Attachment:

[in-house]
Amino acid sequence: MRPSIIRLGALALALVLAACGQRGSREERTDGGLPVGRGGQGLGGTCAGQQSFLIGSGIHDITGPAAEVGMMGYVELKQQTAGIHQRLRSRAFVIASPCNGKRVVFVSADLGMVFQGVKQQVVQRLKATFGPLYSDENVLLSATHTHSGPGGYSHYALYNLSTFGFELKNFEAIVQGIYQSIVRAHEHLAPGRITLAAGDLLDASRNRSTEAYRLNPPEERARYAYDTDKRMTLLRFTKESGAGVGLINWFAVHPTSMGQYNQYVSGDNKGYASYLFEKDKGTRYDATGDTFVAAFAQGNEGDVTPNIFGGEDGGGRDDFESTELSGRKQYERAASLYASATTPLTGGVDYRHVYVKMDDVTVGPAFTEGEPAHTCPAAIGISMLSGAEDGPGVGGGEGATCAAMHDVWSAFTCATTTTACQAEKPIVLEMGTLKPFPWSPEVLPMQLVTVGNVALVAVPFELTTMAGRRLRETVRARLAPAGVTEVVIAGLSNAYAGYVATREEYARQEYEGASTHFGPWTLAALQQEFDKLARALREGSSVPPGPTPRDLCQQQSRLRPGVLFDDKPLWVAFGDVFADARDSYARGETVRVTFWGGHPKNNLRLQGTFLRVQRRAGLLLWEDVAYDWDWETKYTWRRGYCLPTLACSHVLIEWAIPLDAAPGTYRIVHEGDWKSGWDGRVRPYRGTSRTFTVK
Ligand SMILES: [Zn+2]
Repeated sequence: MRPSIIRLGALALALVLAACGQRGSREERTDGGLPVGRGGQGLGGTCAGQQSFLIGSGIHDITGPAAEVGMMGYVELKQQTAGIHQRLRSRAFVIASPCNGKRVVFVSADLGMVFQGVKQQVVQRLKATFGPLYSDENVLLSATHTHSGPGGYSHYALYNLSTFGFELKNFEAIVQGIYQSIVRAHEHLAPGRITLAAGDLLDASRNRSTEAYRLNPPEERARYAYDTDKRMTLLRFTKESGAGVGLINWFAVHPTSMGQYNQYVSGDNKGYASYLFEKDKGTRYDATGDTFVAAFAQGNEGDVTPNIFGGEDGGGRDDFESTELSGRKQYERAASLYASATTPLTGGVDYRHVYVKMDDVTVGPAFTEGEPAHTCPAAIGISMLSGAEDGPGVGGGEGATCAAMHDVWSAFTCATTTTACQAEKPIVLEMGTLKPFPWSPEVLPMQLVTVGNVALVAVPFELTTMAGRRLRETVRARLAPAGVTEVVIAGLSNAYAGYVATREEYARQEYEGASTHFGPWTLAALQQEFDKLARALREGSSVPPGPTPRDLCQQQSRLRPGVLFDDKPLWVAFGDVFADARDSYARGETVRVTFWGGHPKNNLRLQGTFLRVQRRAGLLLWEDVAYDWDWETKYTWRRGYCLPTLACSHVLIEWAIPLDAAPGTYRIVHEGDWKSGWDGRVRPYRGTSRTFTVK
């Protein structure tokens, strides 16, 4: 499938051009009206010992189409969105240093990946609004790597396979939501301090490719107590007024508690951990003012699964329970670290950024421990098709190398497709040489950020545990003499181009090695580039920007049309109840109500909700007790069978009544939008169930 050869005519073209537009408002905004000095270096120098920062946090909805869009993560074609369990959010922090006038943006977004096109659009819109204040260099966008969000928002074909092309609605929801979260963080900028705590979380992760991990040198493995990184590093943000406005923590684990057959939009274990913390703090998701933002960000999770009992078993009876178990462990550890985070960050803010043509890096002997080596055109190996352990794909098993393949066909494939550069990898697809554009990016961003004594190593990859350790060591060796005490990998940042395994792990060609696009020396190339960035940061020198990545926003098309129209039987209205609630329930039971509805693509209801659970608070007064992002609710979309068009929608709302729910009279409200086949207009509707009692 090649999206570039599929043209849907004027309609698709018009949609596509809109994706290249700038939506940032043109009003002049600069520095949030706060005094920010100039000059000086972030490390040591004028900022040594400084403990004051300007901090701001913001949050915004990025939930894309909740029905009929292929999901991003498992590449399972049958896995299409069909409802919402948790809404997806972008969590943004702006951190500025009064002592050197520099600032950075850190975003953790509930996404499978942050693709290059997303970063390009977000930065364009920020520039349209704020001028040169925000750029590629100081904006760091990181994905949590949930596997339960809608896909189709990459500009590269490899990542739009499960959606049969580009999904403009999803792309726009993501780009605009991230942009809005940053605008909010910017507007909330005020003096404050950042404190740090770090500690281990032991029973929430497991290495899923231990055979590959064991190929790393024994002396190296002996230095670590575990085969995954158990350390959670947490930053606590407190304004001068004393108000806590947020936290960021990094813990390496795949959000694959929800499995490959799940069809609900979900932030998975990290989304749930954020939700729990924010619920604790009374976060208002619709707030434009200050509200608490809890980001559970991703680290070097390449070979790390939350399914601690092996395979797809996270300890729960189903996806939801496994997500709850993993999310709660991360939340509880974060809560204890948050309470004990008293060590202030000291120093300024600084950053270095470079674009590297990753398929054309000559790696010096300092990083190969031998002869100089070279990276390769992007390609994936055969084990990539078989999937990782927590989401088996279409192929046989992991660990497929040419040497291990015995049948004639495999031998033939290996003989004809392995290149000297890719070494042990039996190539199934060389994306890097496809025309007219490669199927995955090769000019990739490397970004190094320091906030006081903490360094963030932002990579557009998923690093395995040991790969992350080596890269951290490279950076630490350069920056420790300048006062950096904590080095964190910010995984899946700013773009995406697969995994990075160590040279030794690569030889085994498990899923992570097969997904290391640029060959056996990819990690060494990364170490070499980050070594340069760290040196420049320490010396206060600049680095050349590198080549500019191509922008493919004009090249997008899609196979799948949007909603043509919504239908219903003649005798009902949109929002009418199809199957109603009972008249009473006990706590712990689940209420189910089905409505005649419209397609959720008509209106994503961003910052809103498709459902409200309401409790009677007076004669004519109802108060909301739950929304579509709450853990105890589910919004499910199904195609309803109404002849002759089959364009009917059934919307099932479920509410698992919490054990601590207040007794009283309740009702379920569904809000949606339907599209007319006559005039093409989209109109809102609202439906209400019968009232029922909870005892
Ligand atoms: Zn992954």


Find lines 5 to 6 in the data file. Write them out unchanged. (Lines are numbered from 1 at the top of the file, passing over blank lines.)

């Protein structure tokens, strides 16, 4: 499938051009009206010992189409969105240093990946609004790597396979939501301090490719107590007024508690951990003012699964329970670290950024421990098709190398497709040489950020545990003499181009090695580039920007049309109840109500909700007790069978009544939008169930 050869005519073209537009408002905004000095270096120098920062946090909805869009993560074609369990959010922090006038943006977004096109659009819109204040260099966008969000928002074909092309609605929801979260963080900028705590979380992760991990040198493995990184590093943000406005923590684990057959939009274990913390703090998701933002960000999770009992078993009876178990462990550890985070960050803010043509890096002997080596055109190996352990794909098993393949066909494939550069990898697809554009990016961003004594190593990859350790060591060796005490990998940042395994792990060609696009020396190339960035940061020198990545926003098309129209039987209205609630329930039971509805693509209801659970608070007064992002609710979309068009929608709302729910009279409200086949207009509707009692 090649999206570039599929043209849907004027309609698709018009949609596509809109994706290249700038939506940032043109009003002049600069520095949030706060005094920010100039000059000086972030490390040591004028900022040594400084403990004051300007901090701001913001949050915004990025939930894309909740029905009929292929999901991003498992590449399972049958896995299409069909409802919402948790809404997806972008969590943004702006951190500025009064002592050197520099600032950075850190975003953790509930996404499978942050693709290059997303970063390009977000930065364009920020520039349209704020001028040169925000750029590629100081904006760091990181994905949590949930596997339960809608896909189709990459500009590269490899990542739009499960959606049969580009999904403009999803792309726009993501780009605009991230942009809005940053605008909010910017507007909330005020003096404050950042404190740090770090500690281990032991029973929430497991290495899923231990055979590959064991190929790393024994002396190296002996230095670590575990085969995954158990350390959670947490930053606590407190304004001068004393108000806590947020936290960021990094813990390496795949959000694959929800499995490959799940069809609900979900932030998975990290989304749930954020939700729990924010619920604790009374976060208002619709707030434009200050509200608490809890980001559970991703680290070097390449070979790390939350399914601690092996395979797809996270300890729960189903996806939801496994997500709850993993999310709660991360939340509880974060809560204890948050309470004990008293060590202030000291120093300024600084950053270095470079674009590297990753398929054309000559790696010096300092990083190969031998002869100089070279990276390769992007390609994936055969084990990539078989999937990782927590989401088996279409192929046989992991660990497929040419040497291990015995049948004639495999031998033939290996003989004809392995290149000297890719070494042990039996190539199934060389994306890097496809025309007219490669199927995955090769000019990739490397970004190094320091906030006081903490360094963030932002990579557009998923690093395995040991790969992350080596890269951290490279950076630490350069920056420790300048006062950096904590080095964190910010995984899946700013773009995406697969995994990075160590040279030794690569030889085994498990899923992570097969997904290391640029060959056996990819990690060494990364170490070499980050070594340069760290040196420049320490010396206060600049680095050349590198080549500019191509922008493919004009090249997008899609196979799948949007909603043509919504239908219903003649005798009902949109929002009418199809199957109603009972008249009473006990706590712990689940209420189910089905409505005649419209397609959720008509209106994503961003910052809103498709459902409200309401409790009677007076004669004519109802108060909301739950929304579509709450853990105890589910919004499910199904195609309803109404002849002759089959364009009917059934919307099932479920509410698992919490054990601590207040007794009283309740009702379920569904809000949606339907599209007319006559005039093409989209109109809102609202439906209400019968009232029922909870005892
Ligand atoms: Zn992954």